Predicting the Future Gold Price Misses the Point

“Gold bugs” routinely solicit my prediction regarding the future gold price, assuming I must be an “educated” gold bug since my hedge fund happens to maintain large gold exposure.

I loathe the question, because a typical gold bug will not “hear” my response, instead waiting for me to validate their speculative fantasies with the prospect of dollar signs and five-figure gold. Will gold rise to $2000/oz? $10,000/oz?

Where is the gold price headed?  It depends on the variable.

-In what time period? The next week? Month? Year? Ten years?

-Compared to what? Dollars? Euros? Real estate? Gummi bears?

Of course, nearly everyone wants a prediction in dollars, which is highly humorous and paradoxical because the purported destruction of the dollar is a primary reason to own gold in the first place. What victory is there if the dollar value declines 50% and the gold price doubles?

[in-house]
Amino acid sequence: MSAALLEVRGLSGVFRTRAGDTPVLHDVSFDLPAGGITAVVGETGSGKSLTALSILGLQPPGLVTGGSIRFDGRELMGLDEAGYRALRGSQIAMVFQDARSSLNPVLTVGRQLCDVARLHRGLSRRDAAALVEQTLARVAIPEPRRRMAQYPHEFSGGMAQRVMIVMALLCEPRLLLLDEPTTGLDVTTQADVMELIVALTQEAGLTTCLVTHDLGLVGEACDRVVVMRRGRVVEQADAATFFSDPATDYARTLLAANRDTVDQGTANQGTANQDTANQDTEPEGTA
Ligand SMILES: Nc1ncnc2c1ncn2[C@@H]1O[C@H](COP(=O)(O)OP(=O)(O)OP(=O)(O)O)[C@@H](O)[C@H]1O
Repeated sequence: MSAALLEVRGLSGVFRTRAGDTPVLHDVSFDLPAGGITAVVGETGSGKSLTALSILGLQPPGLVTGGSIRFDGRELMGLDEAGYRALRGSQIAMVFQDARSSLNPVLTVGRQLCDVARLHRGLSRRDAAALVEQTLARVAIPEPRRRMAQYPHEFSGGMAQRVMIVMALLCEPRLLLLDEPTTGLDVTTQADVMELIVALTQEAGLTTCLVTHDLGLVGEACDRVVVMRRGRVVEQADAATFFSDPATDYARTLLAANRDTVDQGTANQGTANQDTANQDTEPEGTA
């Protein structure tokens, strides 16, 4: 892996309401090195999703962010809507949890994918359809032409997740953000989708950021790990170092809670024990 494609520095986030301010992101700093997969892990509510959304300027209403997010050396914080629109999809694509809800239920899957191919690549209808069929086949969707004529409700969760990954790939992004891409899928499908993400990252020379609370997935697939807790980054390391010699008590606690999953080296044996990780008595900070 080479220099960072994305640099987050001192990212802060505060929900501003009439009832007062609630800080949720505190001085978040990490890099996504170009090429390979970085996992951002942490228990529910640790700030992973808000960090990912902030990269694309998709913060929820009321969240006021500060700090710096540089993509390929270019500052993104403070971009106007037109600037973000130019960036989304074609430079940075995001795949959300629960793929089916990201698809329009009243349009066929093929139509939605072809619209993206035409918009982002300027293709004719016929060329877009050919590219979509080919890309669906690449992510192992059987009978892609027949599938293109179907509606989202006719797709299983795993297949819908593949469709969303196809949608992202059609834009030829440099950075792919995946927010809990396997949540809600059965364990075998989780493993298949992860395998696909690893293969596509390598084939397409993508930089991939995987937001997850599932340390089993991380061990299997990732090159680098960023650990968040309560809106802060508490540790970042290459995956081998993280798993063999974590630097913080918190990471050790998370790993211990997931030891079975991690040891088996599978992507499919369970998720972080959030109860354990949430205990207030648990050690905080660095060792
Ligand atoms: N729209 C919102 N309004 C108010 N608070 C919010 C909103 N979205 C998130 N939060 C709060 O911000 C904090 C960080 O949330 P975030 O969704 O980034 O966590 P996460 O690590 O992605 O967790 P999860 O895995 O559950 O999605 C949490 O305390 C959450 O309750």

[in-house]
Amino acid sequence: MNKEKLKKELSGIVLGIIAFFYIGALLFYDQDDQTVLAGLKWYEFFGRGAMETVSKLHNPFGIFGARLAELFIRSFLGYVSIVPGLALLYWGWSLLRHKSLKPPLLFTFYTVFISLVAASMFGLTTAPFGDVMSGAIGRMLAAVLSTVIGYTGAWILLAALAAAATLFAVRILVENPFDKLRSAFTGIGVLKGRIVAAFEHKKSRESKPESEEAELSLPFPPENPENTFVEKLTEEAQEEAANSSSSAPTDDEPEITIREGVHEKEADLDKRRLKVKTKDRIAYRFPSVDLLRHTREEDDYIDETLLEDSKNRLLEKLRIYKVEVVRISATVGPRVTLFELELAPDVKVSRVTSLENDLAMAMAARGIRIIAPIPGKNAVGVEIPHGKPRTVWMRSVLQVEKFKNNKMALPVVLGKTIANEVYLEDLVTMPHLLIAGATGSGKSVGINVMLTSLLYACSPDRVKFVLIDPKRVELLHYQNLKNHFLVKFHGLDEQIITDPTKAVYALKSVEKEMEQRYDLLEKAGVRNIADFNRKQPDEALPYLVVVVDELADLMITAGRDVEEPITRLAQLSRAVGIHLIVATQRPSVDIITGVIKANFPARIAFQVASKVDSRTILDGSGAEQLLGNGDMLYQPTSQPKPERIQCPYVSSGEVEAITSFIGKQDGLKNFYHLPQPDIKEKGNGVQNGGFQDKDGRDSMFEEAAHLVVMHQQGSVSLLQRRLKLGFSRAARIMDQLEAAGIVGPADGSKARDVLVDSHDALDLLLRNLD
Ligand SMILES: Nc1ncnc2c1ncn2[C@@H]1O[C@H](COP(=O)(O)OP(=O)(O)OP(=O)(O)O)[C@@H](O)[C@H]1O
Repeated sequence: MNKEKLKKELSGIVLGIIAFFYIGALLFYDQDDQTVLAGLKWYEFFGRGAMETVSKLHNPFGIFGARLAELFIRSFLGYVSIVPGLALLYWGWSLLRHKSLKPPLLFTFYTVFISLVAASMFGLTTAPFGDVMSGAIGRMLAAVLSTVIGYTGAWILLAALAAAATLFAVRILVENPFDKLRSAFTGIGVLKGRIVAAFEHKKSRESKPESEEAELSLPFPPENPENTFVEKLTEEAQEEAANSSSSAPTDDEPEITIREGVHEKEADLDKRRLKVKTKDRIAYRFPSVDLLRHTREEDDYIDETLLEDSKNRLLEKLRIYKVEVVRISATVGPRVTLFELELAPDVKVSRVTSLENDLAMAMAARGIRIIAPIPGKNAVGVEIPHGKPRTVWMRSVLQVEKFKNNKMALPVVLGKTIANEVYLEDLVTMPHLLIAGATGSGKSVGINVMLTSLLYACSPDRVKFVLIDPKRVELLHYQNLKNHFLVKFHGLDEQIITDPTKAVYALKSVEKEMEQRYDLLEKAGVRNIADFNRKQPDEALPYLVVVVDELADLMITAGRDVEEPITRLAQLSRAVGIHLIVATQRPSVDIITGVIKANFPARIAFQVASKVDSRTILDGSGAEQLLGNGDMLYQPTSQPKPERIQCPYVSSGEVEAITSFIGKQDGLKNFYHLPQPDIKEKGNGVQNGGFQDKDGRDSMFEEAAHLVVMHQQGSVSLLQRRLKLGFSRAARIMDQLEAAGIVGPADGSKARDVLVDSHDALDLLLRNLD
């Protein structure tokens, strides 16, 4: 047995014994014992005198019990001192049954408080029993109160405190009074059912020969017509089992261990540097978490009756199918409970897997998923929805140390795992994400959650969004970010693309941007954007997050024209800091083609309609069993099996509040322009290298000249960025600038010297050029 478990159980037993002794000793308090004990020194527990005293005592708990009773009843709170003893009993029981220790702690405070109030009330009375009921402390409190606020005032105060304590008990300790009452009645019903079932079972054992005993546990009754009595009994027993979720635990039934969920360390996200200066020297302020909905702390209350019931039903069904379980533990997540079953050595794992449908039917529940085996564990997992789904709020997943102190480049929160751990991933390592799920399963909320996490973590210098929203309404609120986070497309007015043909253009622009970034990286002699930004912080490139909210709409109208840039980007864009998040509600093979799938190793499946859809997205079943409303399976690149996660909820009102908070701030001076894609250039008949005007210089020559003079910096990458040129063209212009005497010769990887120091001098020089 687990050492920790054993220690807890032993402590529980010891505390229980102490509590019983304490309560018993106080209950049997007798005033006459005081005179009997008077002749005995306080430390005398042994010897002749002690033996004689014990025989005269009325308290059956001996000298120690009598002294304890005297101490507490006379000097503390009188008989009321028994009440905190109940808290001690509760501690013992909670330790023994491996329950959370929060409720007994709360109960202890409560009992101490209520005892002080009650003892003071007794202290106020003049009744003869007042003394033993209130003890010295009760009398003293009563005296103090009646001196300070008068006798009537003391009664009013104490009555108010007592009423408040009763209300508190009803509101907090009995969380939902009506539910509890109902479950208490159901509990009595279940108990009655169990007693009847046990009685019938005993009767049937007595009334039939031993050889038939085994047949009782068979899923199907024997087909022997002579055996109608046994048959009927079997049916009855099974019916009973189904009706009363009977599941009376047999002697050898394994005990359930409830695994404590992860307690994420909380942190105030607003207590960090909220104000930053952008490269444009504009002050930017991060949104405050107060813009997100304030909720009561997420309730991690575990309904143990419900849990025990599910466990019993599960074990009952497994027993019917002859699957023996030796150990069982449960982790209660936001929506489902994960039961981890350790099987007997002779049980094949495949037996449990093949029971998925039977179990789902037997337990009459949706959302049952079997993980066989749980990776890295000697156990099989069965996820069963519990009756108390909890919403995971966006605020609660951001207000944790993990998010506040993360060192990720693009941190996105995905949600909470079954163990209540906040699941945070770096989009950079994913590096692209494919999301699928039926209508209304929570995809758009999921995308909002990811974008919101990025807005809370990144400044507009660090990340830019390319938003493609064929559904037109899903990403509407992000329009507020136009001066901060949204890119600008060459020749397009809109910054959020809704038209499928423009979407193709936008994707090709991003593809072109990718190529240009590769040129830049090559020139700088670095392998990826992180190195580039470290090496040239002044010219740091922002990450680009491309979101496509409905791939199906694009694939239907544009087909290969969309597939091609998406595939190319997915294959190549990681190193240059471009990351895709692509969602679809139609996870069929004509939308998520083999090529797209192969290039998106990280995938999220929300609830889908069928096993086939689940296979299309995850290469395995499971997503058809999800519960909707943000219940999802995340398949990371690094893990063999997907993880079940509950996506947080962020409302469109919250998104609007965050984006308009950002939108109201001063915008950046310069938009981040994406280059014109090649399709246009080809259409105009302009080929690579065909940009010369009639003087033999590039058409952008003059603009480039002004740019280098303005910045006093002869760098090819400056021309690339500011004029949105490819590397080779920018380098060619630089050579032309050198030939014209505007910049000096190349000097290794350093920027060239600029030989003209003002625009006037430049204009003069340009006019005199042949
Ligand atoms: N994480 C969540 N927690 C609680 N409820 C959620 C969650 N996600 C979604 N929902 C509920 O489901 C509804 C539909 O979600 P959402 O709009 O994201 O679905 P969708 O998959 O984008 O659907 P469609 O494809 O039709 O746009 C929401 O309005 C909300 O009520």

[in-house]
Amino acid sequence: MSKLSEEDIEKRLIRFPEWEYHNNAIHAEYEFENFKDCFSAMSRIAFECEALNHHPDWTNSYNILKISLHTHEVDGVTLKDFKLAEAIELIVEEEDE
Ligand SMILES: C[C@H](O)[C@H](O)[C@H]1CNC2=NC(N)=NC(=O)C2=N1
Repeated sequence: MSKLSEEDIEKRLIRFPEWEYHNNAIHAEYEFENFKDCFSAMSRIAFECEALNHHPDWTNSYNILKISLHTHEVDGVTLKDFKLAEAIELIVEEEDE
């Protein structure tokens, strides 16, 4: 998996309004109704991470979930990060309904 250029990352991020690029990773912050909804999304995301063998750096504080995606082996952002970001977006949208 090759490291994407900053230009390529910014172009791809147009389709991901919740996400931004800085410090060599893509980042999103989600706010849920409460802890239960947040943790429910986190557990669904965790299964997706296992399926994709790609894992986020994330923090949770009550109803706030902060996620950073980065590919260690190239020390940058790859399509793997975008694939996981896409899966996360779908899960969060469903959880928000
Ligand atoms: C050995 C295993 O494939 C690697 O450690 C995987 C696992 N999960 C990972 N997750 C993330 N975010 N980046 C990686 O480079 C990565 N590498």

This is where I think investors need to make a distinction between “nominal” inflation and deflation and “real” inflation and deflation.  (Defining terms: Nominal inflation and deflation is an increase or decrease in the money supply, respectively. “Real” inflation or deflation is an increase or decrease in purchasing power in gold terms.)

Nominally, I feel like my predictions are as good as the next guy’s. However, I believe deflation in “real” terms is one of the highest finance probability themes over the next three to five years. In other words, goods will become cheaper compared to gold despite what happens to the dollar

via Predicting the Future Gold Price Misses the Point.

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